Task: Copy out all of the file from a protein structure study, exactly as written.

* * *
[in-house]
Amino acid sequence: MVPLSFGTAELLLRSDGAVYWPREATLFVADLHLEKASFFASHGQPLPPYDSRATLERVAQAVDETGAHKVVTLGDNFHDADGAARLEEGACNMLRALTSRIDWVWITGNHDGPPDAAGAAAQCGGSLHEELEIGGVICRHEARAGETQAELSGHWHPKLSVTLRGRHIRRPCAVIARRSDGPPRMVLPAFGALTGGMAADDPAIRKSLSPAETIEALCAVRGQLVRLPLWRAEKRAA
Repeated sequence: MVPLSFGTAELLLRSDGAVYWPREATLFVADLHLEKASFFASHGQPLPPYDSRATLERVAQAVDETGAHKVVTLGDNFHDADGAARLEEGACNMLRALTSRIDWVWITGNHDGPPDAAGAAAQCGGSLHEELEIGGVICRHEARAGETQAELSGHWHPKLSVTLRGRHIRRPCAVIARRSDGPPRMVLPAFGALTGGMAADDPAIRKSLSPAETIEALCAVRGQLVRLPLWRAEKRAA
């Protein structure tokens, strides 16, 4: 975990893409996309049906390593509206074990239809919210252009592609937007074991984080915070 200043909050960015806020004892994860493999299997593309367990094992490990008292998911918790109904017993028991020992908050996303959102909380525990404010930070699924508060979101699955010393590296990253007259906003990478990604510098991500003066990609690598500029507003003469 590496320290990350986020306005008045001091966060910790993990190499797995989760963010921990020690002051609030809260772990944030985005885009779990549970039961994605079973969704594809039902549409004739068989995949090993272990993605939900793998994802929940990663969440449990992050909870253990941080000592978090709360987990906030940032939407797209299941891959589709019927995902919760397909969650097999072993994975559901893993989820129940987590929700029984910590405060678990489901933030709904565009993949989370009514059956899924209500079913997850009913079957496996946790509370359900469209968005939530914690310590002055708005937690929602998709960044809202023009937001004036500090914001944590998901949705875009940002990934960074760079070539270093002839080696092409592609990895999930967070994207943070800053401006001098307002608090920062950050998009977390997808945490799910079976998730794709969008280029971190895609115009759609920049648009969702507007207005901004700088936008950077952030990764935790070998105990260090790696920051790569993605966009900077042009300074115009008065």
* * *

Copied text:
[in-house]
Amino acid sequence: MVPLSFGTAELLLRSDGAVYWPREATLFVADLHLEKASFFASHGQPLPPYDSRATLERVAQAVDETGAHKVVTLGDNFHDADGAARLEEGACNMLRALTSRIDWVWITGNHDGPPDAAGAAAQCGGSLHEELEIGGVICRHEARAGETQAELSGHWHPKLSVTLRGRHIRRPCAVIARRSDGPPRMVLPAFGALTGGMAADDPAIRKSLSPAETIEALCAVRGQLVRLPLWRAEKRAA
Repeated sequence: MVPLSFGTAELLLRSDGAVYWPREATLFVADLHLEKASFFASHGQPLPPYDSRATLERVAQAVDETGAHKVVTLGDNFHDADGAARLEEGACNMLRALTSRIDWVWITGNHDGPPDAAGAAAQCGGSLHEELEIGGVICRHEARAGETQAELSGHWHPKLSVTLRGRHIRRPCAVIARRSDGPPRMVLPAFGALTGGMAADDPAIRKSLSPAETIEALCAVRGQLVRLPLWRAEKRAA
């Protein structure tokens, strides 16, 4: 975990893409996309049906390593509206074990239809919210252009592609937007074991984080915070 200043909050960015806020004892994860493999299997593309367990094992490990008292998911918790109904017993028991020992908050996303959102909380525990404010930070699924508060979101699955010393590296990253007259906003990478990604510098991500003066990609690598500029507003003469 590496320290990350986020306005008045001091966060910790993990190499797995989760963010921990020690002051609030809260772990944030985005885009779990549970039961994605079973969704594809039902549409004739068989995949090993272990993605939900793998994802929940990663969440449990992050909870253990941080000592978090709360987990906030940032939407797209299941891959589709019927995902919760397909969650097999072993994975559901893993989820129940987590929700029984910590405060678990489901933030709904565009993949989370009514059956899924209500079913997850009913079957496996946790509370359900469209968005939530914690310590002055708005937690929602998709960044809202023009937001004036500090914001944590998901949705875009940002990934960074760079070539270093002839080696092409592609990895999930967070994207943070800053401006001098307002608090920062950050998009977390997808945490799910079976998730794709969008280029971190895609115009759609920049648009969702507007207005901004700088936008950077952030990764935790070998105990260090790696920051790569993605966009900077042009300074115009008065």